As an Obsidian Order operative, Garak had a cranial implant installed in his skull which would help him resist torture. The implant caused his brain to release endorphins when in pain, thus making the experience of torture pleasurable. When Garak was exiled to DS9 he hacked the device so that it remained on continuously, in order to make his exile tolerable. Finally the implant failed and he was brought to sickbay in excruciating pain. While there he confessed to Bashir that life on DS9 was itself torturous. Despite Garak's best efforts, he was unable to acquire a replacement implant and was thus forced to endure life without the pleasure creating endorphins that he had become addicted to. Enabran Tain told Bashir that he wanted Garak to live a long, miserable life, rather than simply executing him. (DS9: "The Wire")
Garak's masterful skills for subterfuge were such that even in the most dire of scenarios he would lie and misdirect any attempt to ascertain the truth or his intentions. Enabran Tain commented that Garak would "Never tell the truth when a lie will do." (DS9: "The Wire") Later, Garak claimed that he considered lying a skill that required constant practice. (DS9: "Broken Link", "In Purgatory's Shadow")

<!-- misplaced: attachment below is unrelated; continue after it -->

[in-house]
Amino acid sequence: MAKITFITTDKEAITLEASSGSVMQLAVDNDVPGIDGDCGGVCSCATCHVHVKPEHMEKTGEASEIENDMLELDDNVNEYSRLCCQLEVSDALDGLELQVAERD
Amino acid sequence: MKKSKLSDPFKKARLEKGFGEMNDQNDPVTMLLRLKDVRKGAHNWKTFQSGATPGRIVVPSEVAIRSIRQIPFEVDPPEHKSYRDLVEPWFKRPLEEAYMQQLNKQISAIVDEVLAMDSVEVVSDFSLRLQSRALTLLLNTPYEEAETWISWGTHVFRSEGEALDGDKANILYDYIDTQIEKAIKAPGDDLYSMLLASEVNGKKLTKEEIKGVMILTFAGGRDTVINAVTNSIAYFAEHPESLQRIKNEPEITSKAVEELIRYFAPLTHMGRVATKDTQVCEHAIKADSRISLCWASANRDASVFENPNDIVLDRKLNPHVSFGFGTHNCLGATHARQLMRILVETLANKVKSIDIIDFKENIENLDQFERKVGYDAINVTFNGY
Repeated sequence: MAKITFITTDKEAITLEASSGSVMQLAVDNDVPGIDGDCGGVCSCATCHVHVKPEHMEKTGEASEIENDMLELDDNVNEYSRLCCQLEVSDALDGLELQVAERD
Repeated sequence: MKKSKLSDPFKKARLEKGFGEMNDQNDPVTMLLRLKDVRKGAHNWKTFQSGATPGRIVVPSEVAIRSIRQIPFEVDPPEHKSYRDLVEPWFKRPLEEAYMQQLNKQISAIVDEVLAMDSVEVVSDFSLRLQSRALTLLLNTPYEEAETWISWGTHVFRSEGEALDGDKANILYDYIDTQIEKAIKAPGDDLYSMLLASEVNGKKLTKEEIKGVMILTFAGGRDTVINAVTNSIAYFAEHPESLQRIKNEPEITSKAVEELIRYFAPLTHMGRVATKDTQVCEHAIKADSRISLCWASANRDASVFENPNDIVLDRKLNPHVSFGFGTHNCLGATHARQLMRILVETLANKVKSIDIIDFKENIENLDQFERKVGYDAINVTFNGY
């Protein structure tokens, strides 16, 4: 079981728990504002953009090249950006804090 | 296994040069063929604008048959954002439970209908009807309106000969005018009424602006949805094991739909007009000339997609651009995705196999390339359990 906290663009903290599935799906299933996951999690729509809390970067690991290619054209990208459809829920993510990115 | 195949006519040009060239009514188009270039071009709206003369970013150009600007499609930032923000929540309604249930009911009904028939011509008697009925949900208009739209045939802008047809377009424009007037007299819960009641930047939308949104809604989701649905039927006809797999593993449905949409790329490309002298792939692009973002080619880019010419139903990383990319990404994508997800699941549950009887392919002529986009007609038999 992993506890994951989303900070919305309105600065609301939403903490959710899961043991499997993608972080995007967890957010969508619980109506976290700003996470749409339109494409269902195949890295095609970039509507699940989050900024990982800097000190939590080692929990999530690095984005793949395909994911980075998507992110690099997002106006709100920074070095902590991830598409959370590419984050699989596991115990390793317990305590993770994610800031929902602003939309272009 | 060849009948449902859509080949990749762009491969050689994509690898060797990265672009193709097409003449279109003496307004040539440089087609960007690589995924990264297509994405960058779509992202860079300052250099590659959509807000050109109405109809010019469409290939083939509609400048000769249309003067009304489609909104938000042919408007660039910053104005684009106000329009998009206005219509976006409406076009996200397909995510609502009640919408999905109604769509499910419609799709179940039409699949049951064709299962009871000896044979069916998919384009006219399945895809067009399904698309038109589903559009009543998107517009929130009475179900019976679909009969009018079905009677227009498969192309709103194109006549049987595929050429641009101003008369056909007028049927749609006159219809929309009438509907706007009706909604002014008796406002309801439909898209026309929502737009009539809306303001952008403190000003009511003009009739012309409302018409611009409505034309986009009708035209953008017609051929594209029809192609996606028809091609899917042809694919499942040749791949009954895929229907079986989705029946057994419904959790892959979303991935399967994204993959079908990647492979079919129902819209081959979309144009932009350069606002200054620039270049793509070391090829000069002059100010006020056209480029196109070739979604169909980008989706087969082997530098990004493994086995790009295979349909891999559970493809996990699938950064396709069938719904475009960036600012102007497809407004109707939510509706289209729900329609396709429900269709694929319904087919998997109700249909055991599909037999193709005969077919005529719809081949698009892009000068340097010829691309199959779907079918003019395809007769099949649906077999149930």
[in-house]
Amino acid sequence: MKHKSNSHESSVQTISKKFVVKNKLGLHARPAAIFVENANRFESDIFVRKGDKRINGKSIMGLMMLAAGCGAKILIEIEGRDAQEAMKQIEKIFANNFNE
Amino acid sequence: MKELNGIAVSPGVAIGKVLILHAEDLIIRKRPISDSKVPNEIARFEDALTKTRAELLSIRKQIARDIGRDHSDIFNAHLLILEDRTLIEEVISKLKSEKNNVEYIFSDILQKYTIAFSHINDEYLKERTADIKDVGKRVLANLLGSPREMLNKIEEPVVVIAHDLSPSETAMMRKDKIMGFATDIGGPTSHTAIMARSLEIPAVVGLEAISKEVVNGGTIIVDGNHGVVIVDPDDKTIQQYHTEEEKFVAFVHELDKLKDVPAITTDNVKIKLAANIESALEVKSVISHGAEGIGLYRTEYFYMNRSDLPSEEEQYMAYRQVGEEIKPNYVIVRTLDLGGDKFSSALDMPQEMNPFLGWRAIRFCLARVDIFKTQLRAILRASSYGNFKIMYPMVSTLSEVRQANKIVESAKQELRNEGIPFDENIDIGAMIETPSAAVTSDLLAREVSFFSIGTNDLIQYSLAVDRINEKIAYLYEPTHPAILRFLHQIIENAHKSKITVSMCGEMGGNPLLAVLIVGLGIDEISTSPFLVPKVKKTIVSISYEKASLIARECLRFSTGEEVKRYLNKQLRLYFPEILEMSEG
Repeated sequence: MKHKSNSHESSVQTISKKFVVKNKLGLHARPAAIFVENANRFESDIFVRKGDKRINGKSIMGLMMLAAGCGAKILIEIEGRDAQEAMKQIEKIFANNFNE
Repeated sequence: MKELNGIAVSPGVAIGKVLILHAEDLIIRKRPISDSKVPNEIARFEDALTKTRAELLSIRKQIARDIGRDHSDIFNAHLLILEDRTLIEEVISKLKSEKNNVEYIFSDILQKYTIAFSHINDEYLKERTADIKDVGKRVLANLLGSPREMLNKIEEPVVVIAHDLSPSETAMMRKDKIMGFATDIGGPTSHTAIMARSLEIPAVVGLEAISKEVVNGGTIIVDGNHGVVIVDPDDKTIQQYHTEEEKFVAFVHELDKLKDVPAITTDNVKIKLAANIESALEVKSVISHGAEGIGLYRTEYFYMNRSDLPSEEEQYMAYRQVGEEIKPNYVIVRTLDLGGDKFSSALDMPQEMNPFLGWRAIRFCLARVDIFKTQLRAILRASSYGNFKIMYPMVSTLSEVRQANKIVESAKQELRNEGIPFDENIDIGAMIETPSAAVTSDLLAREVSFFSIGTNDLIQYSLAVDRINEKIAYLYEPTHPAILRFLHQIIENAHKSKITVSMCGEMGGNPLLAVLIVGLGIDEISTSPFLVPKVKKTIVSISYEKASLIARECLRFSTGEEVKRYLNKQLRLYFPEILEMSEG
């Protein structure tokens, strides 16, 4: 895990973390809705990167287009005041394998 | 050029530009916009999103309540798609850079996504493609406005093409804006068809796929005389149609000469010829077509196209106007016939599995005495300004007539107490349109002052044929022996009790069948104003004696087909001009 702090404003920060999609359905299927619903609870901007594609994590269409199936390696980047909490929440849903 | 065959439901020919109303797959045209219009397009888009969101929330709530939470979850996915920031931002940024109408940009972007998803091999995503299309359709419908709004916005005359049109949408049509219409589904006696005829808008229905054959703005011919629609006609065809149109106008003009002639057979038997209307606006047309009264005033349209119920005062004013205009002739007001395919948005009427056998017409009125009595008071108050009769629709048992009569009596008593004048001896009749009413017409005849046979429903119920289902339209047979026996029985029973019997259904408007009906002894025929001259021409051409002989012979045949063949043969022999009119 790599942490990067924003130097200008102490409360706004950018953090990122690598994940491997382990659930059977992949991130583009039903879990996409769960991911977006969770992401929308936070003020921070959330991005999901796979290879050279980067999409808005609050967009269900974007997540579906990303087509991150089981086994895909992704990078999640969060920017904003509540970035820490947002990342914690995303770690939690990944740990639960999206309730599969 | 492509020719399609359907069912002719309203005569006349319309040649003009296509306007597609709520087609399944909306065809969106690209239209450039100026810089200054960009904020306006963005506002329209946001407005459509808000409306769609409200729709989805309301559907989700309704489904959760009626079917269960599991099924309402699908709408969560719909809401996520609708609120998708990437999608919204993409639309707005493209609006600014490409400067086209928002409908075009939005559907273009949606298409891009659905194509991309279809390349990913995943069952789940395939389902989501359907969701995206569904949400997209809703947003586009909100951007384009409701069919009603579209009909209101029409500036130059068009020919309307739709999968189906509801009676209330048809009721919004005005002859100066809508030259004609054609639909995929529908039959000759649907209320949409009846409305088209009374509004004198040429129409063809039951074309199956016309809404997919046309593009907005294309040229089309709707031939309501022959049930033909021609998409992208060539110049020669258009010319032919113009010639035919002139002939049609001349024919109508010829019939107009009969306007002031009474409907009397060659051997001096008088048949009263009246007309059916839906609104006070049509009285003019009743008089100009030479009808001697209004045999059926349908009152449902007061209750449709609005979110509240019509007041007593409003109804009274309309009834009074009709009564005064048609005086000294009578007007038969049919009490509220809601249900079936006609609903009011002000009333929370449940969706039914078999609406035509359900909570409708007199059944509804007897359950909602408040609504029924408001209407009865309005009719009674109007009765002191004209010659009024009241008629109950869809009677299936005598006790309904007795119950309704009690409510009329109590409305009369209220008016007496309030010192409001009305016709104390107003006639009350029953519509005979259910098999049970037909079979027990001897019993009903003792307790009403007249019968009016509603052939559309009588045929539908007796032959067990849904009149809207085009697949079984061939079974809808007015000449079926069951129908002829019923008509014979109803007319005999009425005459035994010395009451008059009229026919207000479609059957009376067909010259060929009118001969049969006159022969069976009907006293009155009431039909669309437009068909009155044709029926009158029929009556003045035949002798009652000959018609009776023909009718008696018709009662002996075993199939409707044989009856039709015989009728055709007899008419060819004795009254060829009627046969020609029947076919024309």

Garak was an expert interrogator and torturer. In one interrogation, Garak eschewed physical torture and extracted a confession simply by staring at his prisoner, a Doctor Parmak, for hours. Garak took a great deal of pride in his ability to force information from people and did not need to be ordered to do so. (DS9: "The Die is Cast")